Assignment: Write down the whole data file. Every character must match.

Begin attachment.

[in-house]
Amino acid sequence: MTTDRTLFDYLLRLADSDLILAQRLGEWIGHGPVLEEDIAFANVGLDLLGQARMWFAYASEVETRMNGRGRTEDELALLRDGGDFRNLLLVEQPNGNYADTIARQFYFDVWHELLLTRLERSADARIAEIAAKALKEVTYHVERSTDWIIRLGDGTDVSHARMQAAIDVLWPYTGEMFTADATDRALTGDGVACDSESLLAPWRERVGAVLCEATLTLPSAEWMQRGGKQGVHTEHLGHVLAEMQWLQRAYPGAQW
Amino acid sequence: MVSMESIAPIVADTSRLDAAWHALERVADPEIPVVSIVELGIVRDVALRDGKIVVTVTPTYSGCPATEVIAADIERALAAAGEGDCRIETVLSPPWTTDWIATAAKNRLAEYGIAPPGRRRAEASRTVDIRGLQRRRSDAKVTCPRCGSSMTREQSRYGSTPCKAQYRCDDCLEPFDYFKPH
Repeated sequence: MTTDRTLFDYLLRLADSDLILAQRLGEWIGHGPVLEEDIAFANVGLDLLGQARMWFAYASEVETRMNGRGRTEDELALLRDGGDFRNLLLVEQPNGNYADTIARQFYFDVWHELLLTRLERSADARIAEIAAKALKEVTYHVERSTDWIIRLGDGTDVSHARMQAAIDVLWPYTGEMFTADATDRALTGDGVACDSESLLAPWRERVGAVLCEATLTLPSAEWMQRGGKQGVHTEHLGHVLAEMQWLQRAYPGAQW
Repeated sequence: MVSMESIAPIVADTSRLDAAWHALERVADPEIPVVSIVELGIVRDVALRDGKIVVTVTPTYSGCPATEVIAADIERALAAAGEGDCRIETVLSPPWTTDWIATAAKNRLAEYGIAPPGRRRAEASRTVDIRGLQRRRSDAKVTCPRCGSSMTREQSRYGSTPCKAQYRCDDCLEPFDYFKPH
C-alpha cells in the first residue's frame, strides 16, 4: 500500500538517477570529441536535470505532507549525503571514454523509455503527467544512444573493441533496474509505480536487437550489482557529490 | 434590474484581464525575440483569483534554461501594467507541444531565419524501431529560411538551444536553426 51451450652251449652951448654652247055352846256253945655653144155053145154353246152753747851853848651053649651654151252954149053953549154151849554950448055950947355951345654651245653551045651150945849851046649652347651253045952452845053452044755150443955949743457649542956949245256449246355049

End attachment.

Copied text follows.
[in-house]
Amino acid sequence: MTTDRTLFDYLLRLADSDLILAQRLGEWIGHGPVLEEDIAFANVGLDLLGQARMWFAYASEVETRMNGRGRTEDELALLRDGGDFRNLLLVEQPNGNYADTIARQFYFDVWHELLLTRLERSADARIAEIAAKALKEVTYHVERSTDWIIRLGDGTDVSHARMQAAIDVLWPYTGEMFTADATDRALTGDGVACDSESLLAPWRERVGAVLCEATLTLPSAEWMQRGGKQGVHTEHLGHVLAEMQWLQRAYPGAQW
Amino acid sequence: MVSMESIAPIVADTSRLDAAWHALERVADPEIPVVSIVELGIVRDVALRDGKIVVTVTPTYSGCPATEVIAADIERALAAAGEGDCRIETVLSPPWTTDWIATAAKNRLAEYGIAPPGRRRAEASRTVDIRGLQRRRSDAKVTCPRCGSSMTREQSRYGSTPCKAQYRCDDCLEPFDYFKPH
Repeated sequence: MTTDRTLFDYLLRLADSDLILAQRLGEWIGHGPVLEEDIAFANVGLDLLGQARMWFAYASEVETRMNGRGRTEDELALLRDGGDFRNLLLVEQPNGNYADTIARQFYFDVWHELLLTRLERSADARIAEIAAKALKEVTYHVERSTDWIIRLGDGTDVSHARMQAAIDVLWPYTGEMFTADATDRALTGDGVACDSESLLAPWRERVGAVLCEATLTLPSAEWMQRGGKQGVHTEHLGHVLAEMQWLQRAYPGAQW
Repeated sequence: MVSMESIAPIVADTSRLDAAWHALERVADPEIPVVSIVELGIVRDVALRDGKIVVTVTPTYSGCPATEVIAADIERALAAAGEGDCRIETVLSPPWTTDWIATAAKNRLAEYGIAPPGRRRAEASRTVDIRGLQRRRSDAKVTCPRCGSSMTREQSRYGSTPCKAQYRCDDCLEPFDYFKPH
C-alpha cells in the first residue's frame, strides 16, 4: 500500500538517477570529441536535470505532507549525503571514454523509455503527467544512444573493441533496474509505480536487437550489482557529490 | 434590474484581464525575440483569483534554461501594467507541444531565419524501431529560411538551444536553426 51451450652251449652951448654652247055352846256253945655653144155053145154353246152753747851853848651053649651654151252954149053953549154151849554950448055950947355951345654651245653551045651150945849851046649652347651253045952452845053452044755150443955949743457649542956949245256449246355049